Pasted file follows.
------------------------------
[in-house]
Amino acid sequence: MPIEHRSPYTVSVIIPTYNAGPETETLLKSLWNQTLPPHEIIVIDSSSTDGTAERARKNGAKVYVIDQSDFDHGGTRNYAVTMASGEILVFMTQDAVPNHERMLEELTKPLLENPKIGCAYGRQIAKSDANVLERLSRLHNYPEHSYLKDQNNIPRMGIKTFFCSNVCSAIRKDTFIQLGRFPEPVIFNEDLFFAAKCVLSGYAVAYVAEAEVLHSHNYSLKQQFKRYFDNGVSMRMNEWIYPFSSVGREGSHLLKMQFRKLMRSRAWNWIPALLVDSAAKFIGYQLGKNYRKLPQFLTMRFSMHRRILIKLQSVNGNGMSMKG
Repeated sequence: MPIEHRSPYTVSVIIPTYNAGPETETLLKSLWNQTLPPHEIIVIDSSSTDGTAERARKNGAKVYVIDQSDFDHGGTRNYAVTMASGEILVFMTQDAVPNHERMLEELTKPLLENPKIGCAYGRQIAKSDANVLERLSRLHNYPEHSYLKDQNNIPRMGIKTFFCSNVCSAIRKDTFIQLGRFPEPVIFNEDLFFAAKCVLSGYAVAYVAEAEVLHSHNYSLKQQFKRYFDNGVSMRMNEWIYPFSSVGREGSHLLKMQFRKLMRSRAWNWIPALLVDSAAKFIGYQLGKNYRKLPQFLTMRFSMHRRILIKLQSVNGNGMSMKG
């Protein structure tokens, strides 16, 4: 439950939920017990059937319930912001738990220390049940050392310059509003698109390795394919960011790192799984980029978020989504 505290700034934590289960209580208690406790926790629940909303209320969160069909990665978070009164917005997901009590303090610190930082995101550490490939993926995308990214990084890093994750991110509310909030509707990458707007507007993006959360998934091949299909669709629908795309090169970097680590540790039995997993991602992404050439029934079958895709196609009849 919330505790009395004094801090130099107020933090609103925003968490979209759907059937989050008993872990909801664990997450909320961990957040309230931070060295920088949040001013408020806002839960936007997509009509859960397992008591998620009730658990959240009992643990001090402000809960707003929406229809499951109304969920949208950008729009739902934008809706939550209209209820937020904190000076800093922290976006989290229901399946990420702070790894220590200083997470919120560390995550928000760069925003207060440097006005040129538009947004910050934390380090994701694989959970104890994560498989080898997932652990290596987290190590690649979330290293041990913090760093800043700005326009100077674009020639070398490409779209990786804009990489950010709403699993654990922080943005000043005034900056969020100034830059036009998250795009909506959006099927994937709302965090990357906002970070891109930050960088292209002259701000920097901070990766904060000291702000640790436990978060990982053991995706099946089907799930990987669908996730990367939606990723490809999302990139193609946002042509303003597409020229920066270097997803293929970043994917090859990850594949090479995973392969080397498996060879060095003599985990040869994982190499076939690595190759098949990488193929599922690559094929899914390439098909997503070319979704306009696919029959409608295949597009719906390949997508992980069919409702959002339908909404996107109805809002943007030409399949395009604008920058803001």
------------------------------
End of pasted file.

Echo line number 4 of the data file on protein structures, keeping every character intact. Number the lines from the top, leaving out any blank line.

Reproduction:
């Protein structure tokens, strides 16, 4: 439950939920017990059937319930912001738990220390049940050392310059509003698109390795394919960011790192799984980029978020989504 505290700034934590289960209580208690406790926790629940909303209320969160069909990665978070009164917005997901009590303090610190930082995101550490490939993926995308990214990084890093994750991110509310909030509707990458707007507007993006959360998934091949299909669709629908795309090169970097680590540790039995997993991602992404050439029934079958895709196609009849 919330505790009395004094801090130099107020933090609103925003968490979209759907059937989050008993872990909801664990997450909320961990957040309230931070060295920088949040001013408020806002839960936007997509009509859960397992008591998620009730658990959240009992643990001090402000809960707003929406229809499951109304969920949208950008729009739902934008809706939550209209209820937020904190000076800093922290976006989290229901399946990420702070790894220590200083997470919120560390995550928000760069925003207060440097006005040129538009947004910050934390380090994701694989959970104890994560498989080898997932652990290596987290190590690649979330290293041990913090760093800043700005326009100077674009020639070398490409779209990786804009990489950010709403699993654990922080943005000043005034900056969020100034830059036009998250795009909506959006099927994937709302965090990357906002970070891109930050960088292209002259701000920097901070990766904060000291702000640790436990978060990982053991995706099946089907799930990987669908996730990367939606990723490809999302990139193609946002042509303003597409020229920066270097997803293929970043994917090859990850594949090479995973392969080397498996060879060095003599985990040869994982190499076939690595190759098949990488193929599922690559094929899914390439098909997503070319979704306009696919029959409608295949597009719906390949997508992980069919409702959002339908909404996107109805809002943007030409399949395009604008920058803001």